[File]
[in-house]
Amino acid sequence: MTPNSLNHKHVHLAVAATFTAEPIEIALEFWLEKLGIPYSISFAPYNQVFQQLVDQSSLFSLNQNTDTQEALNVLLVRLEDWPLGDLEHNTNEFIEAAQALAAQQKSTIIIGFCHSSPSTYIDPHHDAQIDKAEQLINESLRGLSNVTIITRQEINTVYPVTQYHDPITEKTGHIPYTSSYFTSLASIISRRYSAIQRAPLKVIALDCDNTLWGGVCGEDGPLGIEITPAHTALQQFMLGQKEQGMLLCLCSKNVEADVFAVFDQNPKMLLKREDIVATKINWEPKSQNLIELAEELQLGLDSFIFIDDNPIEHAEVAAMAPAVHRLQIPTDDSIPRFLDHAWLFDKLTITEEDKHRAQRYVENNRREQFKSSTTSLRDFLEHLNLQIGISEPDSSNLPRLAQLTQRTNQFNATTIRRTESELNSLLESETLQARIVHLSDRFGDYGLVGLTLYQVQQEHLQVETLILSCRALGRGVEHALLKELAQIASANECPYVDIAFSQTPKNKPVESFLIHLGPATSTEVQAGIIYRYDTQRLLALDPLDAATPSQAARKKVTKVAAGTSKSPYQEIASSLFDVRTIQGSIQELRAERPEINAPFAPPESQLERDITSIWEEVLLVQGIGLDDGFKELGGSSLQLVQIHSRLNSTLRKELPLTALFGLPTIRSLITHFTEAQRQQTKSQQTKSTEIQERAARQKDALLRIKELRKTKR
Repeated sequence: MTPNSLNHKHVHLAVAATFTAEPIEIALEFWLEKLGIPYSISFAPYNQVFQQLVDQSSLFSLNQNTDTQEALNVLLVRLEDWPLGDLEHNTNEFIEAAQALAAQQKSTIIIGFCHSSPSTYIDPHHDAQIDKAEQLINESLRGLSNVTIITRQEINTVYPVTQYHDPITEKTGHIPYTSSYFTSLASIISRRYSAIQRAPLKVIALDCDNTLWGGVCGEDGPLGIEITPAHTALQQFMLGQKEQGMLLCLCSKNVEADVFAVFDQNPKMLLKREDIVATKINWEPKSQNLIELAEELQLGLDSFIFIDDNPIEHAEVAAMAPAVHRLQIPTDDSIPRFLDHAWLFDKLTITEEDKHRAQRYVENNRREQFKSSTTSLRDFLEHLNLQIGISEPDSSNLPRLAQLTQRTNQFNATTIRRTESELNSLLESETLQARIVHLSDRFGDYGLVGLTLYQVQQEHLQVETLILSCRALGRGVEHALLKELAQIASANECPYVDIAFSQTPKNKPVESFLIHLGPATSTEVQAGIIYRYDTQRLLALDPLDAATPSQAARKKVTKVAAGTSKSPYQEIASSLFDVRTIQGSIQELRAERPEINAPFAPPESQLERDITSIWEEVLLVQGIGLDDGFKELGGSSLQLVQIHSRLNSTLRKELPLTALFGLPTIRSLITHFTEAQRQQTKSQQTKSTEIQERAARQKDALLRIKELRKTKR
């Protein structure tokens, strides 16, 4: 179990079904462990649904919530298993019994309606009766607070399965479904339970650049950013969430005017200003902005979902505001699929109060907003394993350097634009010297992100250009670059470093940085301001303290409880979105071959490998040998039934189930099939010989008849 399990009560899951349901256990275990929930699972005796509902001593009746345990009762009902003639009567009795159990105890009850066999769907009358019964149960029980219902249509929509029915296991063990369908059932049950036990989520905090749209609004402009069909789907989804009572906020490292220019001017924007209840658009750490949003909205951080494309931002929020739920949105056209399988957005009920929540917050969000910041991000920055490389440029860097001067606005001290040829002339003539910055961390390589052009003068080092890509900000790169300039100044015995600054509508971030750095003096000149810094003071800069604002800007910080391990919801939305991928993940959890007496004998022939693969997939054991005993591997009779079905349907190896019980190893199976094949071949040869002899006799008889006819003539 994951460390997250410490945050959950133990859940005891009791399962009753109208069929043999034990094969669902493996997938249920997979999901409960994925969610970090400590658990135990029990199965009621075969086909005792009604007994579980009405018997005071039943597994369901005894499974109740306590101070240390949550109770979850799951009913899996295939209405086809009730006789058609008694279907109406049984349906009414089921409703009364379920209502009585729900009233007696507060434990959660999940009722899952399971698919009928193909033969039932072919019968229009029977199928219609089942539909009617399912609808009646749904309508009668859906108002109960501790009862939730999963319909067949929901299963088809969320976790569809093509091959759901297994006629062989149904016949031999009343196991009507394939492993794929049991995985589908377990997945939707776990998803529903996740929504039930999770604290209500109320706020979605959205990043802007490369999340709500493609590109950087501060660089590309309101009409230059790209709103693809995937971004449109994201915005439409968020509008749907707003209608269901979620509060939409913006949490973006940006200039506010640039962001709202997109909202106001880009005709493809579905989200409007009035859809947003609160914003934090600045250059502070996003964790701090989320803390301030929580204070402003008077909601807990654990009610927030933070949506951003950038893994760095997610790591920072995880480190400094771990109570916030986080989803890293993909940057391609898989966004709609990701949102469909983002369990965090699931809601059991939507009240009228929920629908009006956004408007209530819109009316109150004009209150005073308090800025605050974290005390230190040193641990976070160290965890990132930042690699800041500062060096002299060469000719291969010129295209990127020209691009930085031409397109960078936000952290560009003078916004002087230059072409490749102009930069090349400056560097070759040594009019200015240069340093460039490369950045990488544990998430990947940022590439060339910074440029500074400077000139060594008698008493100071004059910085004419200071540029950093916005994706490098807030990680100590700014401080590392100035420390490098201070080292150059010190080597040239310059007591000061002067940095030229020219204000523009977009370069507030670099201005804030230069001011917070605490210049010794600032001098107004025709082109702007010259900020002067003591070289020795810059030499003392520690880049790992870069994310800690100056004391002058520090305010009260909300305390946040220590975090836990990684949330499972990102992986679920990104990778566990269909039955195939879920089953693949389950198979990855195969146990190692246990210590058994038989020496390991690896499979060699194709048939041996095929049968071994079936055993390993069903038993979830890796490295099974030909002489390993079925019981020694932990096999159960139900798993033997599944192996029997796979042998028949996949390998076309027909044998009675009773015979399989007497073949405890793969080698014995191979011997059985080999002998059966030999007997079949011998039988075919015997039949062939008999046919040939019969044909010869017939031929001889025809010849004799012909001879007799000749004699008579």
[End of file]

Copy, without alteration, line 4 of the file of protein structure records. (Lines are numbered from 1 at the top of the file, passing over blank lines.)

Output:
């Protein structure tokens, strides 16, 4: 179990079904462990649904919530298993019994309606009766607070399965479904339970650049950013969430005017200003902005979902505001699929109060907003394993350097634009010297992100250009670059470093940085301001303290409880979105071959490998040998039934189930099939010989008849 399990009560899951349901256990275990929930699972005796509902001593009746345990009762009902003639009567009795159990105890009850066999769907009358019964149960029980219902249509929509029915296991063990369908059932049950036990989520905090749209609004402009069909789907989804009572906020490292220019001017924007209840658009750490949003909205951080494309931002929020739920949105056209399988957005009920929540917050969000910041991000920055490389440029860097001067606005001290040829002339003539910055961390390589052009003068080092890509900000790169300039100044015995600054509508971030750095003096000149810094003071800069604002800007910080391990919801939305991928993940959890007496004998022939693969997939054991005993591997009779079905349907190896019980190893199976094949071949040869002899006799008889006819003539 994951460390997250410490945050959950133990859940005891009791399962009753109208069929043999034990094969669902493996997938249920997979999901409960994925969610970090400590658990135990029990199965009621075969086909005792009604007994579980009405018997005071039943597994369901005894499974109740306590101070240390949550109770979850799951009913899996295939209405086809009730006789058609008694279907109406049984349906009414089921409703009364379920209502009585729900009233007696507060434990959660999940009722899952399971698919009928193909033969039932072919019968229009029977199928219609089942539909009617399912609808009646749904309508009668859906108002109960501790009862939730999963319909067949929901299963088809969320976790569809093509091959759901297994006629062989149904016949031999009343196991009507394939492993794929049991995985589908377990997945939707776990998803529903996740929504039930999770604290209500109320706020979605959205990043802007490369999340709500493609590109950087501060660089590309309101009409230059790209709103693809995937971004449109994201915005439409968020509008749907707003209608269901979620509060939409913006949490973006940006200039506010640039962001709202997109909202106001880009005709493809579905989200409007009035859809947003609160914003934090600045250059502070996003964790701090989320803390301030929580204070402003008077909601807990654990009610927030933070949506951003950038893994760095997610790591920072995880480190400094771990109570916030986080989803890293993909940057391609898989966004709609990701949102469909983002369990965090699931809601059991939507009240009228929920629908009006956004408007209530819109009316109150004009209150005073308090800025605050974290005390230190040193641990976070160290965890990132930042690699800041500062060096002299060469000719291969010129295209990127020209691009930085031409397109960078936000952290560009003078916004002087230059072409490749102009930069090349400056560097070759040594009019200015240069340093460039490369950045990488544990998430990947940022590439060339910074440029500074400077000139060594008698008493100071004059910085004419200071540029950093916005994706490098807030990680100590700014401080590392100035420390490098201070080292150059010190080597040239310059007591000061002067940095030229020219204000523009977009370069507030670099201005804030230069001011917070605490210049010794600032001098107004025709082109702007010259900020002067003591070289020795810059030499003392520690880049790992870069994310800690100056004391002058520090305010009260909300305390946040220590975090836990990684949330499972990102992986679920990104990778566990269909039955195939879920089953693949389950198979990855195969146990190692246990210590058994038989020496390991690896499979060699194709048939041996095929049968071994079936055993390993069903038993979830890796490295099974030909002489390993079925019981020694932990096999159960139900798993033997599944192996029997796979042998028949996949390998076309027909044998009675009773015979399989007497073949405890793969080698014995191979011997059985080999002998059966030999007997079949011998039988075919015997039949062939008999046919040939019969044909010869017939031929001889025809010849004799012909001879007799000749004699008579």